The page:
The Local represents 350 paramedics employed by the Regional Municipality of Durham, who are administering vaccines through in-home services and mobile vaccination clinics.
Kristie Osmond-Jones, president of CUPE 1764, said there is no need for the provincial government to interfere with vaccine rollout in Durham and privatize a public service.
“What is the purpose of bringing in a private for-profit company to administer vaccines? Why should public tax dollars go towards executive pay and corporate profits? The municipal government is capable of providing this service without interference from the province,” Osmond-Jones said.
The Ontario government has begun the process of contracting out vaccine provision across the province to Medavie Health Services, a for-profit corporation.
Medavie has recently posted job openings for certified paramedics in Toronto, Peel and Durham Regions “to assist with mobile vaccination clinics in the province of Ontario.”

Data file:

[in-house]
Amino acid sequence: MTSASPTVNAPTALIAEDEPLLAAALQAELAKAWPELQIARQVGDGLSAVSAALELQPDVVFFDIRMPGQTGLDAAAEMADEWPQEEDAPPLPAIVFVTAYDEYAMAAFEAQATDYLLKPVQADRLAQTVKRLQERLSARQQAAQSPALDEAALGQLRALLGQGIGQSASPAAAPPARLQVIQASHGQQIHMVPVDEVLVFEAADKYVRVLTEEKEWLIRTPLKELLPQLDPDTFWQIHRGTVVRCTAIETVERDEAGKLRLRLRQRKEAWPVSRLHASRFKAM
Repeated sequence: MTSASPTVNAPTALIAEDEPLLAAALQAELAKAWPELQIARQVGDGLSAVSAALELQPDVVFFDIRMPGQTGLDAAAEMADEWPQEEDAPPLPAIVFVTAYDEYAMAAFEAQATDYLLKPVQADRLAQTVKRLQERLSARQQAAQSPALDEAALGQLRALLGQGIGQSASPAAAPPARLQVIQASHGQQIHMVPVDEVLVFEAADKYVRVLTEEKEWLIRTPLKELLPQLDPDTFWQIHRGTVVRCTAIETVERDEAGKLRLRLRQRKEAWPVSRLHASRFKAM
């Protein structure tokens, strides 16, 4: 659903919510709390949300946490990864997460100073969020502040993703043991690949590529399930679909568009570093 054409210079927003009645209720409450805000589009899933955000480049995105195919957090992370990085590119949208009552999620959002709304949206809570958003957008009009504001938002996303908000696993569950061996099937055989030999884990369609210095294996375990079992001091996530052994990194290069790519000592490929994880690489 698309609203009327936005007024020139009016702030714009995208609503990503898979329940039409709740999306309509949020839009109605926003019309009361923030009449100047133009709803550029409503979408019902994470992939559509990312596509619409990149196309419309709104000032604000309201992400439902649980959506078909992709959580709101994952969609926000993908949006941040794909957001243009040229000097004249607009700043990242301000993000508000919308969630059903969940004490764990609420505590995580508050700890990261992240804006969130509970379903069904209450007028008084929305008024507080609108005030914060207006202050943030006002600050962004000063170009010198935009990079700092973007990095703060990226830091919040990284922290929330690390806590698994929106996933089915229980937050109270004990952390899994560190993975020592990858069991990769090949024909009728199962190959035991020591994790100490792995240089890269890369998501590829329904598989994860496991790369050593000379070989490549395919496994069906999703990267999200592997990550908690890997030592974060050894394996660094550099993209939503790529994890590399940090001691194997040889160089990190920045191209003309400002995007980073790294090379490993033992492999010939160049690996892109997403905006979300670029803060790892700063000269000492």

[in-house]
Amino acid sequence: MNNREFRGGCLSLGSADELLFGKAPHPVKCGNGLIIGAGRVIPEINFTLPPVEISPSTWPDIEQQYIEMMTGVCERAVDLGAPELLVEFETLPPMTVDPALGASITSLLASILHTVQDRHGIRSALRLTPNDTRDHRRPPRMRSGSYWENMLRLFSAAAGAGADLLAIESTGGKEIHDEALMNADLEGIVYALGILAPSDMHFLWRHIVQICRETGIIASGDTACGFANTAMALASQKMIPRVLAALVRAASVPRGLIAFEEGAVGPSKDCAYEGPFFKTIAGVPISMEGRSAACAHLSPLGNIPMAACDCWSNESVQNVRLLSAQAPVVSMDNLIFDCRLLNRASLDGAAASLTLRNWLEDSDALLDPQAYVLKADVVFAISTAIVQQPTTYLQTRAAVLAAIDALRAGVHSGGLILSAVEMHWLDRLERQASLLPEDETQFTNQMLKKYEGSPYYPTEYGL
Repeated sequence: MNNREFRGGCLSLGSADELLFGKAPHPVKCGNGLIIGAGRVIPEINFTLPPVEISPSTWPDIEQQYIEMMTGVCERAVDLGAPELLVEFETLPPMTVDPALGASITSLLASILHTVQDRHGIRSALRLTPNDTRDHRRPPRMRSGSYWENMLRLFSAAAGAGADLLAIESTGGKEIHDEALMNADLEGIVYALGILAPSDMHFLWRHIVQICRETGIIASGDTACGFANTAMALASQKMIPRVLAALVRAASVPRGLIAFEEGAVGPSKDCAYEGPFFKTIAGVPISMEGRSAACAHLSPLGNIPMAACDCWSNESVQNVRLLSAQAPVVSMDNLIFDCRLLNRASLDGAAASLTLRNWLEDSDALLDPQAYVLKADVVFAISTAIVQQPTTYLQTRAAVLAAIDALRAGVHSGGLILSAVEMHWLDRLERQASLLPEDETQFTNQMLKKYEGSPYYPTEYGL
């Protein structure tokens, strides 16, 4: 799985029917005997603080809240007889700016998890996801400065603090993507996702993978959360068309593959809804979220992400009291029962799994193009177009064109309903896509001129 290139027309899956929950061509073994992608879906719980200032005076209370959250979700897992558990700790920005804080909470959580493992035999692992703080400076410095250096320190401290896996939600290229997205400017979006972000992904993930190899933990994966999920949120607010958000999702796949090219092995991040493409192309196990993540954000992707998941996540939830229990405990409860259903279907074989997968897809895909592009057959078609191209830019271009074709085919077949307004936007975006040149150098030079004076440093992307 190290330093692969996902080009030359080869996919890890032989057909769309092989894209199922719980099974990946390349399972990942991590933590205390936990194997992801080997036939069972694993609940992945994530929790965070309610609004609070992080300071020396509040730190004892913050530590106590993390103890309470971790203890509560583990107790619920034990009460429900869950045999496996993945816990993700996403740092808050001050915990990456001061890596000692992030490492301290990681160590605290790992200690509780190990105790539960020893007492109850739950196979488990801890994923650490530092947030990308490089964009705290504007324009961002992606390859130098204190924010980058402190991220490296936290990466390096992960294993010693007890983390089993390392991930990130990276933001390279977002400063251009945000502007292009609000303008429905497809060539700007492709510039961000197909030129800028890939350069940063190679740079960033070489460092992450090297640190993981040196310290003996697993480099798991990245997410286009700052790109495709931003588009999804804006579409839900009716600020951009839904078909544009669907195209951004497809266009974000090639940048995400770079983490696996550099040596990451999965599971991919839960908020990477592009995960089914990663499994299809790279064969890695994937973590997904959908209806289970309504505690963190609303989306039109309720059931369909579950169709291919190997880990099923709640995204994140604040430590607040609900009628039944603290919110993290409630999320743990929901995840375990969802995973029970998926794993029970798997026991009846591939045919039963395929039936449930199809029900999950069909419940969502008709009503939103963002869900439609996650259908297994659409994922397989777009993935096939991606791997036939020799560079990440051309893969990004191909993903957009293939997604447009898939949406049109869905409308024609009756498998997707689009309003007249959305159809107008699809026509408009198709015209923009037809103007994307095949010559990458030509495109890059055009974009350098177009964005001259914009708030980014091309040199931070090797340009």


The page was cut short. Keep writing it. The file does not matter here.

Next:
However, Medavie is not a licenced ambulance service and therefore, its employees cannot be described as paramedics in the performance of this work.
“The provincial legislation stipulates that paramedic services need to be publicly-delivered through regional municipal governments,” said Osmond-Jones. “To bring in an unlicensed provider raises concerns about quality of service, workplace safety, and administration of services.”
Osmond-Jones said the people of Durham must fight this privatization scheme to maintain quality of services and receive value for their tax dollars.
“We know through experience that privatization of health services results in inferior quality. The higher death rates in for-profit long-term care homes during the pandemic served yet another painful reminder of this fact. Are we seriously considering going down the same route again?” she said.